Wednesday, July 27, 2016

Wooden Shoes and Pyrography

    I found this pair of wooden shoes at the Goodwill store.  They are about 10" long and about 5" across.  They were in need of some sanding, which Ed did for me.  It cleaned up the surface really nicely.

    I worked out a design, and drew it out on the surface, with pencil.  Making sure to match it on each shoe as close as I could, I then started to use the wood burning tool on them.

    It took them into a whole new look.  The pyrography  process is so fun, the wood burning tool I use is rather big and clumsy.  I do only parts of the design, and then take a break, to give my hand a rest.  All together, it took several hours to complete the shoes.

                        Got Hot Shoes?          Smile On!        Audrey

Friday, July 22, 2016

German Papier-Mache Doll

    Welcome to the restoration story of a German doll.  This little worn out, man doll, has a papier-mache head, composition hands and shoes.  His body is stuffed with excelsior.  I am not sure about the date, could be around 1920-1930, I suppose.   He apparently was greatly loved, quite dirty and faded, as he looked.

   The stamp on his back, reads "Germany".   He could be a copy of a bisque or china headed doll.  The papier mache being less expensive, and more durable, became quite popular.   He measures 10" tall.

   Otto cleaned up nicely.   He insisted on a full dress uniform.  After a long period of time, "out of uniform", it only seemed right to oblige him.

    I thought maybe the ribbons on his wrists were a little over the top, however, Otto liked the way it all flashed about when he saluted.   His boots polished up, and he was quite pleased to see his reflection in them, winking at his new look!

   Such a handsome man!   Otto, hopes you have a safe and happy weekend!  He is looking for a parade to strut his stuff...oops, he just corrected me.  He wants to march proudly to the sound of a good drum beat.  

            Thanks for stopping in today!!                       Smile On!      Audrey

Wednesday, July 20, 2016

A Room With Dolls

    Restoring dolls is a very interesting process.  Each doll I attempt to return from the abbess of the landfill, presents me with it's own particular problems.  The challenges have been quite extreme, to just a mere touch up of the eyes and lips, to a gaping hole in the head that needs to be mended, or missing limbs that need to be replaced.
    The next situation, as I acquire more and more of these little darlings, is where do I put them?  Luckily for me, there is a spare bedroom that provides the necessary space.  I call it, "The Nursery".

    Let's take a tour, and visit my restored doll collection.

    Before we go into the Nursery, we can take a peek at the Queen Anne, dollhouse.  The quilt under the dollhouse was made and quilted by my sister, Cora, many years ago.  The photo above the house is a picture of my Grandfather, Henry Proffit.  The photo was probably taken in the early 1900's.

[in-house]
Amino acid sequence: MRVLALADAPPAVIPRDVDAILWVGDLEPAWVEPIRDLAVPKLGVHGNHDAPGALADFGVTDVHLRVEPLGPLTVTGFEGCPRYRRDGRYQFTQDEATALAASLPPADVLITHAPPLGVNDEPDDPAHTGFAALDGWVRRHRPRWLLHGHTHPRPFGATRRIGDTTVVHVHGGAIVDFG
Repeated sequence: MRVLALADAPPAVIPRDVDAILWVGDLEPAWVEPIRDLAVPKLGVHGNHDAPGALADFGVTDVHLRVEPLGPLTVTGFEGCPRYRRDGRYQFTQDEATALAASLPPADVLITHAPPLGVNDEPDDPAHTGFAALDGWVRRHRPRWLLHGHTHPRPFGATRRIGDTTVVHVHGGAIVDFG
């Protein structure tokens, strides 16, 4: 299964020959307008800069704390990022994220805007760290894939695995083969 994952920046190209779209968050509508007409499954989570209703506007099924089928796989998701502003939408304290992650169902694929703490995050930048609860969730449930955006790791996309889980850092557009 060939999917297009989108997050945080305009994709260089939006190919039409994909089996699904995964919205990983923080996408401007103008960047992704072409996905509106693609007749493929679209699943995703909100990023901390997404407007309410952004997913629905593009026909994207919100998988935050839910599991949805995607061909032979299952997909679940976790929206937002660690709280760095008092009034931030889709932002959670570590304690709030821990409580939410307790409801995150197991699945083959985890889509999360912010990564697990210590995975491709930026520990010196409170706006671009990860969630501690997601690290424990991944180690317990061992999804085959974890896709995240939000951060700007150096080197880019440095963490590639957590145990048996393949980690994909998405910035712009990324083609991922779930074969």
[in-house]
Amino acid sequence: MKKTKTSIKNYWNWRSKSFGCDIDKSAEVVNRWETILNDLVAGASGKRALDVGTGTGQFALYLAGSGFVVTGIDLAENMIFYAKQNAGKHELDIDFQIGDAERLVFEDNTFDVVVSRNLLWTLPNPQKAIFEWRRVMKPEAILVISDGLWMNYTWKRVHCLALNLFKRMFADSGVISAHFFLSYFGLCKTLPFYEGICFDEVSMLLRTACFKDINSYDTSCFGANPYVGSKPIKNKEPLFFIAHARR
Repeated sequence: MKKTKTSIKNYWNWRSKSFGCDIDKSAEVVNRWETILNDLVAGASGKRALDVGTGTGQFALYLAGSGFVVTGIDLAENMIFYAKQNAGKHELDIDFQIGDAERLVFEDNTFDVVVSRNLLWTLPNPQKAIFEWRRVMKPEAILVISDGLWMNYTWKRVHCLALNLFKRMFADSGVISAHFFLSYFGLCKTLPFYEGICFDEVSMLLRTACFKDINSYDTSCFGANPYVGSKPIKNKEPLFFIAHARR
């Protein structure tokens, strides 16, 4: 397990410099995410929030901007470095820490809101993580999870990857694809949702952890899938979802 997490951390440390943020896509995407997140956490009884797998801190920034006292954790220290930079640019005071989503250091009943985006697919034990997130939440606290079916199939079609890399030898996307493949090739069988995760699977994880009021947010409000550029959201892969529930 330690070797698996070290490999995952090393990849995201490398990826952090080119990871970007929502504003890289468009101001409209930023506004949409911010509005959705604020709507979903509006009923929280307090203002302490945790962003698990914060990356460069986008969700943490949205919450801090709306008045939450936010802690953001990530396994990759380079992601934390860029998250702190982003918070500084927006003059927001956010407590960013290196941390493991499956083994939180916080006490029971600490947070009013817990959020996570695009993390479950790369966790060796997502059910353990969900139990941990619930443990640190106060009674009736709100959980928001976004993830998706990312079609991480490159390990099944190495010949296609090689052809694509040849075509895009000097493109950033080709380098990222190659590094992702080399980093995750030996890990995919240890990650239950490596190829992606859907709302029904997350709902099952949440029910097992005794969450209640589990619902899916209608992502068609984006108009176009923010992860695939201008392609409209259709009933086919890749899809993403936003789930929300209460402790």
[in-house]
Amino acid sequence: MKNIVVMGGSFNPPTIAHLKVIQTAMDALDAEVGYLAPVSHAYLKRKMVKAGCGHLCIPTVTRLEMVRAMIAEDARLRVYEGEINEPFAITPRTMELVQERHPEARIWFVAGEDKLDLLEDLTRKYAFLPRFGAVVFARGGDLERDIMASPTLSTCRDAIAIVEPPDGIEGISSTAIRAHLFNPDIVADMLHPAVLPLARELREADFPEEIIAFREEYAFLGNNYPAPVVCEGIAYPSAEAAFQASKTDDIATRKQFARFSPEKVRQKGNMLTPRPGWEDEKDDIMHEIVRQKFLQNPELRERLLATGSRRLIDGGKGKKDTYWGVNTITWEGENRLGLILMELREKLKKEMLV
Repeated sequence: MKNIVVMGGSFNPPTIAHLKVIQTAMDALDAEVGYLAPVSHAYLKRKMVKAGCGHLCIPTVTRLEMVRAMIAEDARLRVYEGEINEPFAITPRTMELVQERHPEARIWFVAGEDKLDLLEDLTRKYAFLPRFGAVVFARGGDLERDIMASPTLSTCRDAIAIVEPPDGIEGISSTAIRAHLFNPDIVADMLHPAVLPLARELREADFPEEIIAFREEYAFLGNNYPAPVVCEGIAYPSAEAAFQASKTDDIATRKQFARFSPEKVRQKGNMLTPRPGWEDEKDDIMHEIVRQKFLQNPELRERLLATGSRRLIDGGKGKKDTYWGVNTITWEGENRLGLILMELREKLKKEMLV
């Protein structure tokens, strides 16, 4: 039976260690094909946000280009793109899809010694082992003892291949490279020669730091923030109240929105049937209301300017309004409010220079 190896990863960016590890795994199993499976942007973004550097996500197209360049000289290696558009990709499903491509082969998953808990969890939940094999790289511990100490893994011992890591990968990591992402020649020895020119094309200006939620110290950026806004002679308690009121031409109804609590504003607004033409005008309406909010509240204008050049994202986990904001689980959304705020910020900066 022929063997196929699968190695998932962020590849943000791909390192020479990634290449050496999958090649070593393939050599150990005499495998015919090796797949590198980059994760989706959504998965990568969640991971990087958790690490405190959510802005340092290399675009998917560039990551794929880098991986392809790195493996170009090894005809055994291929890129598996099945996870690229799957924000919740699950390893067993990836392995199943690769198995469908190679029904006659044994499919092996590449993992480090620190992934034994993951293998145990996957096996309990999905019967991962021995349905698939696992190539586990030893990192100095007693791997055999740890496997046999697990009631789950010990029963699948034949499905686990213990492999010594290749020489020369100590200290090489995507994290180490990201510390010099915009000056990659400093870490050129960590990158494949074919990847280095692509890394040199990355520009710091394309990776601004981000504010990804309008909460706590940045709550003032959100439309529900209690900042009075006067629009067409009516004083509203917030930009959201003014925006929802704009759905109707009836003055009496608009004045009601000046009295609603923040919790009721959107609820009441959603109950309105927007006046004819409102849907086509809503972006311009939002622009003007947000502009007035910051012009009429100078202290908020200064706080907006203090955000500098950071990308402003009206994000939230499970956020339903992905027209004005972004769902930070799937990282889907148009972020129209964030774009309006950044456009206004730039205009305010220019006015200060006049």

The basket holds two little reborn dolls, I purchased this spring.  They came from England, and required no repair or restoration.  My brand new dolls!!  Gwen and Grace.

The first thing you see in the Nursery is this old crib, filled with five of the restored dolls.

       My parents bought this crib in 1931, for my brother.  Twenty-two years later I came into the world, and slept in this crib, as well.  My two children slept in this crib, and my daughters' two children, also slept in this crib.  Many a little weary head rested in this crib through the years.  Several of my nieces and         
 nephews were encouraged to take their afternoon nap, so the women folk could play a game of Scrabble.  

        Now the dear old crib doesn't meet today's standards, but it provides a safe haven for the dolls.                                       

Let's take a "wander" around the room.  

My collection of restored "Century Dolls".

                                                                      The Boys!

     Well, as you can see the room is well populated!  

This wall has just enough room for the Glenn House.

I hope you have enjoyed the tour!

Smile On!        Audrey

Tuesday, July 12, 2016

The One Hundredth Restored Doll!

    This little doll is a 1924, Petite American Character Doll.   It measures 12" and is a little brother to a larger doll I have in my restored collection.  That one measures 14".  The right hand is shaped to hold a bottle,  and the mouth is open.  The tin eyes open and close.

    The face of this doll looked pretty good, until I checked the back of the head.  There was a problem that needed to be resolved.

    I decided to remove the outer layer,  which then presented some more problems.  The composition under the first layer of paint, was not of the best quality.  I carried on, and did what I could to save the little fella'.

    From a distance he looks quite handsome, so, if I hold him at arms length, he looks...good.  I inserted a tiny bit of felt inside his head to make the  mouth more appealing, instead of a gaping hole.  The composition was rather rough; however, 92 years ago he was a pristine little tyke!

   I restored his little vintage nightie, and added ribbons to his booties, and the nightie needed more lace.

   My one-hundredth doll, now rests in the nursery, with his little blue blanket to keep the old boy comfortable.  I decided to call him Henry, after my Grandfather.

        Thanks for stopping in today!!    I will carry on, and restore!    Smile On!    Audrey